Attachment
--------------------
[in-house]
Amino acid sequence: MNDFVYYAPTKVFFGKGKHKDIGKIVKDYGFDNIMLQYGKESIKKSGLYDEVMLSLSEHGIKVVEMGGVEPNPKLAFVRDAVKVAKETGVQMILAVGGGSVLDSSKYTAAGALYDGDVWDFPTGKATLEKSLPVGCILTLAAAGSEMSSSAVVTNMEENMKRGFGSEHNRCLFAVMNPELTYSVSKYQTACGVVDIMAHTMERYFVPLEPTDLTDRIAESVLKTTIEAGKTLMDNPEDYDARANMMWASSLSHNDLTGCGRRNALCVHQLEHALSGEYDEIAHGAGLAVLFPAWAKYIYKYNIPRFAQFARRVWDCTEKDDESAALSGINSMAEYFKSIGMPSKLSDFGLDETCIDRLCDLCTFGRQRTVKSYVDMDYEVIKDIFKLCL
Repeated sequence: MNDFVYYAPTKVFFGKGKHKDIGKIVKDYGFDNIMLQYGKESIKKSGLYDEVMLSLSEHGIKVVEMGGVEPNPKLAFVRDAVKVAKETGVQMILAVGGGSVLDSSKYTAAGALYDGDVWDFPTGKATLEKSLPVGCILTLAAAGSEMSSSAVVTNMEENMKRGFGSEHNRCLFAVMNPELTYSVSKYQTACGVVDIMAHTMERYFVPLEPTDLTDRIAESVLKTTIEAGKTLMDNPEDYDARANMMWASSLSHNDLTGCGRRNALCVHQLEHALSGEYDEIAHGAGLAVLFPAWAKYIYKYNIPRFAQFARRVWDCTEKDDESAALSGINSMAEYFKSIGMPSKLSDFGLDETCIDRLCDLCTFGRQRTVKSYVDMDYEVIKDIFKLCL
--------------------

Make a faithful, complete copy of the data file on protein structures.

[in-house]
Amino acid sequence: MNDFVYYAPTKVFFGKGKHKDIGKIVKDYGFDNIMLQYGKESIKKSGLYDEVMLSLSEHGIKVVEMGGVEPNPKLAFVRDAVKVAKETGVQMILAVGGGSVLDSSKYTAAGALYDGDVWDFPTGKATLEKSLPVGCILTLAAAGSEMSSSAVVTNMEENMKRGFGSEHNRCLFAVMNPELTYSVSKYQTACGVVDIMAHTMERYFVPLEPTDLTDRIAESVLKTTIEAGKTLMDNPEDYDARANMMWASSLSHNDLTGCGRRNALCVHQLEHALSGEYDEIAHGAGLAVLFPAWAKYIYKYNIPRFAQFARRVWDCTEKDDESAALSGINSMAEYFKSIGMPSKLSDFGLDETCIDRLCDLCTFGRQRTVKSYVDMDYEVIKDIFKLCL
Repeated sequence: MNDFVYYAPTKVFFGKGKHKDIGKIVKDYGFDNIMLQYGKESIKKSGLYDEVMLSLSEHGIKVVEMGGVEPNPKLAFVRDAVKVAKETGVQMILAVGGGSVLDSSKYTAAGALYDGDVWDFPTGKATLEKSLPVGCILTLAAAGSEMSSSAVVTNMEENMKRGFGSEHNRCLFAVMNPELTYSVSKYQTACGVVDIMAHTMERYFVPLEPTDLTDRIAESVLKTTIEAGKTLMDNPEDYDARANMMWASSLSHNDLTGCGRRNALCVHQLEHALSGEYDEIAHGAGLAVLFPAWAKYIYKYNIPRFAQFARRVWDCTEKDDESAALSGINSMAEYFKSIGMPSKLSDFGLDETCIDRLCDLCTFGRQRTVKSYVDMDYEVIKDIFKLCL